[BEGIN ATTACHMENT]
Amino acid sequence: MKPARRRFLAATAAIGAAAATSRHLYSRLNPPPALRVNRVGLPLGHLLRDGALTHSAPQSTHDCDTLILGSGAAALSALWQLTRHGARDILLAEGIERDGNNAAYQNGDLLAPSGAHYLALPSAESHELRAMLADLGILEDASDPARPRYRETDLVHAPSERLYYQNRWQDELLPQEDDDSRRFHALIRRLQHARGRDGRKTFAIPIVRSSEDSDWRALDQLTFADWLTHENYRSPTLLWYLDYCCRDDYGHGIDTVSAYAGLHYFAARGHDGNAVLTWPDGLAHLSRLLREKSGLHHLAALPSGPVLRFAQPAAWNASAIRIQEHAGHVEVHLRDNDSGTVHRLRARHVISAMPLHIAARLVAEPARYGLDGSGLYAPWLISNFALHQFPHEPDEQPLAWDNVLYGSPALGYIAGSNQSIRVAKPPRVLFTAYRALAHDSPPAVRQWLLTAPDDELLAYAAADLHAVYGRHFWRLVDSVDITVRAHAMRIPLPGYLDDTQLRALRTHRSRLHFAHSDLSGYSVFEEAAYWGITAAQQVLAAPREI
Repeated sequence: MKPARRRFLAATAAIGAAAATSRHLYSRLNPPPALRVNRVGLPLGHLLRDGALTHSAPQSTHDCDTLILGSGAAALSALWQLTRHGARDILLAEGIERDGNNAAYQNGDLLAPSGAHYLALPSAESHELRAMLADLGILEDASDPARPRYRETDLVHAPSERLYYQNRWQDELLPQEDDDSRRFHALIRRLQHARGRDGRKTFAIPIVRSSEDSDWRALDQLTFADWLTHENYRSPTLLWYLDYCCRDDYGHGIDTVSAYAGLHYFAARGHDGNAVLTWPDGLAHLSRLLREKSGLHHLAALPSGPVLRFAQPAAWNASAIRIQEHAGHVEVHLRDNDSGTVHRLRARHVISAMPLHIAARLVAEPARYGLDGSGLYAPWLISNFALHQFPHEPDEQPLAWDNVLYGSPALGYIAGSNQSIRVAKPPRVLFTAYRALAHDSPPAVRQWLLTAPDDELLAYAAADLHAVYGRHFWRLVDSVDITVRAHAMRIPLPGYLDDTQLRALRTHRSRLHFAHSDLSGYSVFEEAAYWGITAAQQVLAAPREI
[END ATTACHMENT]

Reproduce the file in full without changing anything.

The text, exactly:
Amino acid sequence: MKPARRRFLAATAAIGAAAATSRHLYSRLNPPPALRVNRVGLPLGHLLRDGALTHSAPQSTHDCDTLILGSGAAALSALWQLTRHGARDILLAEGIERDGNNAAYQNGDLLAPSGAHYLALPSAESHELRAMLADLGILEDASDPARPRYRETDLVHAPSERLYYQNRWQDELLPQEDDDSRRFHALIRRLQHARGRDGRKTFAIPIVRSSEDSDWRALDQLTFADWLTHENYRSPTLLWYLDYCCRDDYGHGIDTVSAYAGLHYFAARGHDGNAVLTWPDGLAHLSRLLREKSGLHHLAALPSGPVLRFAQPAAWNASAIRIQEHAGHVEVHLRDNDSGTVHRLRARHVISAMPLHIAARLVAEPARYGLDGSGLYAPWLISNFALHQFPHEPDEQPLAWDNVLYGSPALGYIAGSNQSIRVAKPPRVLFTAYRALAHDSPPAVRQWLLTAPDDELLAYAAADLHAVYGRHFWRLVDSVDITVRAHAMRIPLPGYLDDTQLRALRTHRSRLHFAHSDLSGYSVFEEAAYWGITAAQQVLAAPREI
Repeated sequence: MKPARRRFLAATAAIGAAAATSRHLYSRLNPPPALRVNRVGLPLGHLLRDGALTHSAPQSTHDCDTLILGSGAAALSALWQLTRHGARDILLAEGIERDGNNAAYQNGDLLAPSGAHYLALPSAESHELRAMLADLGILEDASDPARPRYRETDLVHAPSERLYYQNRWQDELLPQEDDDSRRFHALIRRLQHARGRDGRKTFAIPIVRSSEDSDWRALDQLTFADWLTHENYRSPTLLWYLDYCCRDDYGHGIDTVSAYAGLHYFAARGHDGNAVLTWPDGLAHLSRLLREKSGLHHLAALPSGPVLRFAQPAAWNASAIRIQEHAGHVEVHLRDNDSGTVHRLRARHVISAMPLHIAARLVAEPARYGLDGSGLYAPWLISNFALHQFPHEPDEQPLAWDNVLYGSPALGYIAGSNQSIRVAKPPRVLFTAYRALAHDSPPAVRQWLLTAPDDELLAYAAADLHAVYGRHFWRLVDSVDITVRAHAMRIPLPGYLDDTQLRALRTHRSRLHFAHSDLSGYSVFEEAAYWGITAAQQVLAAPREI